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And sullen presage of your own decay.-
[Exeunt CHATILLON and PEMBROKE.
K. John. Our strong possession, and our right, for us.
Eli. Your strong possession, much more than your right; Or else it must go wrong with you, and me. So much my conscience whispers in your ear; . Which none but Heaven, and you, and I, shall hear. Enter the Sheriff of Northamptonshire, who whispers Essex.
Essex. My liege, here is the strangest controversy, Come from the country to be judged by you, That e'er I heard. Shall I produce the men ? K. John. Let them approach.
[Exit Sheriff. Our abbeys, and our priories, shall pay Re-enter Sheriff, with ROBERT FAULCONBRIDGE, and PHILIP,
his bastard Brother.
Bast. Your faithful subject, I, a gentleman,
K. John. What art thou ?
K. John. Is that the elder, and art thou the heir ? You came not of one mother then, it seems.
Bast. Most certain of one mother, mighty king;
Eli. Out on thee, rude man ! thou dost shame thy mother, And wound her honor with this diffidence.
Bast. I, madam ? no, I have no reason for it; That is my brother's plea, and none of mine.
The which if he can prove, ’a pops me out
Bast. I know not why, except to get the land.
K. John. Why, what a madcap hath Heaven lent us here!
Eli. He hath a trick of Coeur-de-lion’s face: .
K. John. Mine eye hath well examined his parts,
Bast. Because he hath a half-face, like my father : With that half-face would he have all my land. A half-faced groat five hundred pound a year!
Rob. My gracious liege, when that my father lived, Your brother did employ my father much ;
Bast. Well, sir, by this you cannot get my land;
Rob. And once despatched him in an embassy
(As I have heard my father speak himself,)
Full fourteen weeks before the course of time.
K. John. Sirrah, your brother is legitimate ;
Rob. Shall then my father's will be of no force,. To dispossess that child which is not his ?
Bast. Of no more force to dispossess me, sir, Than was his will to get me, as I think.
Eli. Whether hadst thou rather,— be a Faulconbridge, And like thy brother, to enjoy thy land; Or the reputed son of Coeur-de-lion, Lord of thy presence, and no land beside ?
Bast. Madam, an if my brother had my shape, And I had his, sir Robert his, like him; And if my legs were two such riding-rods; My arms such cel-skins stuffed ; my face so thin, That in mine ear I durst not stick a rose, Lest men should say, Look, where three-farthings goes! And, to his shape, were heir to all this land, 'Would, I might never stir from off this place, I'd give it every foot to have this face; I would not be sir Nob in any case.
Eli. I like thee well. Wilt thou forsake thy fortune, Bequeath thy land to him, and follow me? I am a soldier, and now bound to France.
Bast. Brother, take you my land; I'll take my chance.
Eli. Nay, I would have you go before me thither.
Bast. Philip, my liege; so is my name begun; Philip, good old sir Robert's wife's eldest son. K. John. From henceforth bear his name whose form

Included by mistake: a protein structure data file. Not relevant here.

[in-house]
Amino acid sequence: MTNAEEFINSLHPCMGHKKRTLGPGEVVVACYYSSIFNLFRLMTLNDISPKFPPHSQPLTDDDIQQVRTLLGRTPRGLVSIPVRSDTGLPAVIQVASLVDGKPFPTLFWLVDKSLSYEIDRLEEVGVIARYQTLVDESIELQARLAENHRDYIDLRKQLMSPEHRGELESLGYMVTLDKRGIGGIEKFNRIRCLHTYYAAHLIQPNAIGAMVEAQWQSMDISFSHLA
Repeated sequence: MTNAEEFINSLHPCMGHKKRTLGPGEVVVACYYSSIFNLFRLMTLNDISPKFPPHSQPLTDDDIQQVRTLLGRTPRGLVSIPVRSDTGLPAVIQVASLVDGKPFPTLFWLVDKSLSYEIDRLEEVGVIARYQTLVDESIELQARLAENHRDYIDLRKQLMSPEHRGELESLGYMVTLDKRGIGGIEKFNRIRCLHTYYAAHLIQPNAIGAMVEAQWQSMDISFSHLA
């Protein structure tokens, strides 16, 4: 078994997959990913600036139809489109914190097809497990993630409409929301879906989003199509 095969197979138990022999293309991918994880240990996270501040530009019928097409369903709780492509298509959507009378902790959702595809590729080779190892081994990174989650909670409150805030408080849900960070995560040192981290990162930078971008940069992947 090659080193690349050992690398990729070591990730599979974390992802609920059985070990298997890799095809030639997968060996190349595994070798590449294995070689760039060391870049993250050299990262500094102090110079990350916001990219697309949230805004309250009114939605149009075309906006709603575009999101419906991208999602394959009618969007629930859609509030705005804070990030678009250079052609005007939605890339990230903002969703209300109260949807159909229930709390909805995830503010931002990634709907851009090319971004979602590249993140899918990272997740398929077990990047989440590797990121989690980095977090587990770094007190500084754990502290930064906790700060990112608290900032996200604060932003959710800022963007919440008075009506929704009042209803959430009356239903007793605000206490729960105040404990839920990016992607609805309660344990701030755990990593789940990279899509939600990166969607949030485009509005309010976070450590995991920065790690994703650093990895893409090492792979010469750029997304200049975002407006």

thou bear'st. Kneel thou down, Philip, but arise more great: Arise, sir Richard, and Plantagenet.
Bast. Brother, by the mother's side, give me your hand;
Eli. The very spirit of Plantagenet !-
Bast. Madam, by chance, but not by truth. What though? Something about, a little from the right,
In at the window, or else o'er the hatch:
And have is have, however men do catch.
K. John. Go, Faulconbridge; now hast thou thy desire ; A landless knight makes thee a landed squire.Come, madam, and come, Richard; we must speed For France, for France; for it is more than need.
Bast. Brother, adieu. Good fortune come to thee ! For thou wast got i' the way of honesty.
[Exeunt ali but the Bastard. A foot of honor better than I was; But many a many foot of land the worse. Well, now can I make any Joan a lady. Good den, sir Richard,-God-a-mercy, fellow ; And if his name be George, I'll call him Peter: For new-made honor doth forget men's names ; 'Tis too respective, and too sociable, For your conversion. Now your traveller,He and his toothpick at my worship's mess; And when my knightly stomach is sufficed, Why then I suck my teeth, and catechize My picked man of countries.—My dear sir, (Thus, leaning on my elbow, I begin,) I shall beseech you - That is question now; And then comes answer like an A B C-book. --. 0, sir, says answer, at your best command ; At your employment; at your service, sir.No, sir, says question, I, sweet sir, at yours ; And, so, ere answer knows what question would, (Saving in dialogue of compliment;
And talking of the Alps, and Apennines,
Lady F. Where is that slave, thy brother? Where is he, That holds in chase mine honor up and down?
Bast. My brother Robert ? old sir Robert's son?
Lady F. Sir Robert's son! ay, thou unreverend boy, Sir Robert's son! Why scorn'st thou at sir Robert ? He is sir Robert's son; and so art thou. . ,
Bast. James Gurney, wilt thou give us leave awhile ?.
Philip? - sparrow! — James, There's toys abroad; anon I'll tell thee more.
[Exit GURNEY. Madam, I was not old sir Robert's son; Sir Robert might have eat his part in me Upon Good Friday, and ne'er broke his fast. Sir Robert could do well; marry, (to confess!) Could he get me ? Sir Robert could not do it; We know his handy-work. Therefore, good mother, To whom am I beholden for these limbs ? Sir Robert never holp to make this leg.
Lady F. Hast thou conspired with thy brother too, That for thine own gain should'st defend mine honor ? What means this scorn, thou most untoward knave ?